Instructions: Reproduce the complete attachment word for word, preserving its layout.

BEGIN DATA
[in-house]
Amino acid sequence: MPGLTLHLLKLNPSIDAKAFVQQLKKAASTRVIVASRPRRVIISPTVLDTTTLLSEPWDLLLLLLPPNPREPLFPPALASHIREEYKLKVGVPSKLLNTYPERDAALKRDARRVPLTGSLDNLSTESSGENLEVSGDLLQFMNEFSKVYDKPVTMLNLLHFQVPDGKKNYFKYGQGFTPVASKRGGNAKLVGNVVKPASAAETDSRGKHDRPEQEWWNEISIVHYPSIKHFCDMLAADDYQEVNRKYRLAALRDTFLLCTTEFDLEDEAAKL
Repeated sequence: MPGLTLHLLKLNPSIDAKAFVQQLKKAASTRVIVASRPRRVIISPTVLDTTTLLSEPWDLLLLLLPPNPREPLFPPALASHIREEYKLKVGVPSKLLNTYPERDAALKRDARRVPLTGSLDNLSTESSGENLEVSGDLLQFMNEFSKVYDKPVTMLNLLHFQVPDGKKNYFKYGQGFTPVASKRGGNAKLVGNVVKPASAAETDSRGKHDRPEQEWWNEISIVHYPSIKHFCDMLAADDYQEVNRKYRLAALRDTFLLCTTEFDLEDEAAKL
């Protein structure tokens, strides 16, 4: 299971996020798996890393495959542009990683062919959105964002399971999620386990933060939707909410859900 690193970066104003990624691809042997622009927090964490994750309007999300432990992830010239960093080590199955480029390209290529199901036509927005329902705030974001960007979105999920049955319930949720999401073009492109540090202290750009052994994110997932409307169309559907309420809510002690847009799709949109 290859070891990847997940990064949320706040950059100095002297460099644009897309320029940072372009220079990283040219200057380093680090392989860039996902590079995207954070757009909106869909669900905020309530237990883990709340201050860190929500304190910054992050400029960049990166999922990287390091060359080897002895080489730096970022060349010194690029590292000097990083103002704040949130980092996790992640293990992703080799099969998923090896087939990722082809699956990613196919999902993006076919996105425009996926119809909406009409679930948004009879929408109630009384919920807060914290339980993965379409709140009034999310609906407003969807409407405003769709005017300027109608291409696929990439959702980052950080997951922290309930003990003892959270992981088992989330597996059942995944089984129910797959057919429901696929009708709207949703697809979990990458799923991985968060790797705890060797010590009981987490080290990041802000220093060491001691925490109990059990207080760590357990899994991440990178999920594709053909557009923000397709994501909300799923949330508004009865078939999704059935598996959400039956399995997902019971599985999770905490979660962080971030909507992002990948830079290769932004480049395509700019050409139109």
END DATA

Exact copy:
[in-house]
Amino acid sequence: MPGLTLHLLKLNPSIDAKAFVQQLKKAASTRVIVASRPRRVIISPTVLDTTTLLSEPWDLLLLLLPPNPREPLFPPALASHIREEYKLKVGVPSKLLNTYPERDAALKRDARRVPLTGSLDNLSTESSGENLEVSGDLLQFMNEFSKVYDKPVTMLNLLHFQVPDGKKNYFKYGQGFTPVASKRGGNAKLVGNVVKPASAAETDSRGKHDRPEQEWWNEISIVHYPSIKHFCDMLAADDYQEVNRKYRLAALRDTFLLCTTEFDLEDEAAKL
Repeated sequence: MPGLTLHLLKLNPSIDAKAFVQQLKKAASTRVIVASRPRRVIISPTVLDTTTLLSEPWDLLLLLLPPNPREPLFPPALASHIREEYKLKVGVPSKLLNTYPERDAALKRDARRVPLTGSLDNLSTESSGENLEVSGDLLQFMNEFSKVYDKPVTMLNLLHFQVPDGKKNYFKYGQGFTPVASKRGGNAKLVGNVVKPASAAETDSRGKHDRPEQEWWNEISIVHYPSIKHFCDMLAADDYQEVNRKYRLAALRDTFLLCTTEFDLEDEAAKL
């Protein structure tokens, strides 16, 4: 299971996020798996890393495959542009990683062919959105964002399971999620386990933060939707909410859900 690193970066104003990624691809042997622009927090964490994750309007999300432990992830010239960093080590199955480029390209290529199901036509927005329902705030974001960007979105999920049955319930949720999401073009492109540090202290750009052994994110997932409307169309559907309420809510002690847009799709949109 290859070891990847997940990064949320706040950059100095002297460099644009897309320029940072372009220079990283040219200057380093680090392989860039996902590079995207954070757009909106869909669900905020309530237990883990709340201050860190929500304190910054992050400029960049990166999922990287390091060359080897002895080489730096970022060349010194690029590292000097990083103002704040949130980092996790992640293990992703080799099969998923090896087939990722082809699956990613196919999902993006076919996105425009996926119809909406009409679930948004009879929408109630009384919920807060914290339980993965379409709140009034999310609906407003969807409407405003769709005017300027109608291409696929990439959702980052950080997951922290309930003990003892959270992981088992989330597996059942995944089984129910797959057919429901696929009708709207949703697809979990990458799923991985968060790797705890060797010590009981987490080290990041802000220093060491001691925490109990059990207080760590357990899994991440990178999920594709053909557009923000397709994501909300799923949330508004009865078939999704059935598996959400039956399995997902019971599985999770905490979660962080971030909507992002990948830079290769932004480049395509700019050409139109």